Western Cape property values are doing better than anywhere else in the country, followed by the Eastern Cape
House prices in the Western Cape continue to outperform the rest of the country, with the province the only one to exceed 5% price growth. Lightstone data shows the province saw house price inflation of 5.7% as at the end of April, with the national average only 3.4%.
By comparison, the Eastern Cape was in second position with house price growth of 3.3%. The market has been ranging in the 2% to 5% zone “for some time now” following a slow down in recent months, says Lightstone analytics director Paul-Roux de Kock.
“The Western Cape still continues to outperform the rest of the provinces with an annual rate of 5.7%, despite a drop of more than three percentage points in the past 12 months.”
House price inflation by province:
- Western Cape: 5.7%
- Eastern Cape: 3.3%
- Northern Cape: 2.8%
- Free State: 2.8%
- KwaZulu-Natal: 2.7%
- Limpopo: 2.6%
- Gauteng: 2.4%
- North West: 2.1%
- Mpumalanga: 2.1%
The indices also show that coastal municipalities are generally performing above the national average. Although the Ekurhuleni, Tshwane, and Joburg metros are seeing “stable” growth of between 2% and 4%, growth in Cape Town, eTthekwini, and Nelson Mandela Bay ranges from about 3% to just above 4%.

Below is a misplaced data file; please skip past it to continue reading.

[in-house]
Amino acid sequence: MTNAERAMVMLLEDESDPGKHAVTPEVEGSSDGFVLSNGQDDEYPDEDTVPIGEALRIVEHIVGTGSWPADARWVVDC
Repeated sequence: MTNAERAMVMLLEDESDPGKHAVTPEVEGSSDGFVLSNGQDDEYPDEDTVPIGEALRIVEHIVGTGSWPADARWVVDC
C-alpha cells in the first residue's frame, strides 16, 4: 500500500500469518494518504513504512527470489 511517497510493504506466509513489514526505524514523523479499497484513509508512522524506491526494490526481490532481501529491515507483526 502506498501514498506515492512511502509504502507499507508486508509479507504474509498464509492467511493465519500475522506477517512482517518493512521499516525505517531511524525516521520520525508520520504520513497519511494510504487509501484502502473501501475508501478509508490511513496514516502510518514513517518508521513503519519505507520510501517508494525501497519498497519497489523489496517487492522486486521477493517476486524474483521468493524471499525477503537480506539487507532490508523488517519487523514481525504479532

Lighstone’s statistics also show full-title properties are seeing better price growth than sectional-title properties, although there is only a 0.4% difference.
Looking at price growth based on wealth segments, De Kock says low and mid value properties “continue to buck the trend” by growing at more than 4% annually.
Other property value types are seeing rates below this.
The index shows these variations:
- Luxury (above R1.5 million): 0.9%
- High value (R700 000 to R1.5m): 2.7%
- Mid-value (R250 000 to R700 000): 6.8%
- Low value (less than R250 000): 7.1%
However, the dip in price inflation for luxury property is not unique to South Africa. Knight Frank’s Q1 Prime Global Cities Index, which tracks luxury residential prices across 45 cities globally, registered its lowest rate of annual growth since the final quarter of 2009.
Two years ago, prime prices were rising at an average of 4.3% a year but has slowed to 1.3%. The report states: “Although still rising, the rate of wealth creation globally slowed in 2018.
The past six months saw political and economic headwinds intensify. In the first quarter of 2019, the threat of a global trade war loomed, uncertainty surrounding Brexit peaked, and the IMF projected that 70% of the world’s economies would see a slow down in growth in 2019.”
The rising cost of finance has also been a factor. Despite this, key European cities continue to outperform, with Berlin and Frankfurt showing growth rates of 14% and 10% respectively. The rates for Edinburgh and Paris are 8%.
“All four cities share three key attributes; strong tenant demand, limited new supply and affordability.” With a2.1% increase, Cape Town is in 19th position on the index.
The only other African city on the index is Nairobi in 42nd spot. New York and London are seeing negative growth rates of -5% and -5.1% respectively for their luxury property. The report analyses data from property in the top 5% of each city’s housing market.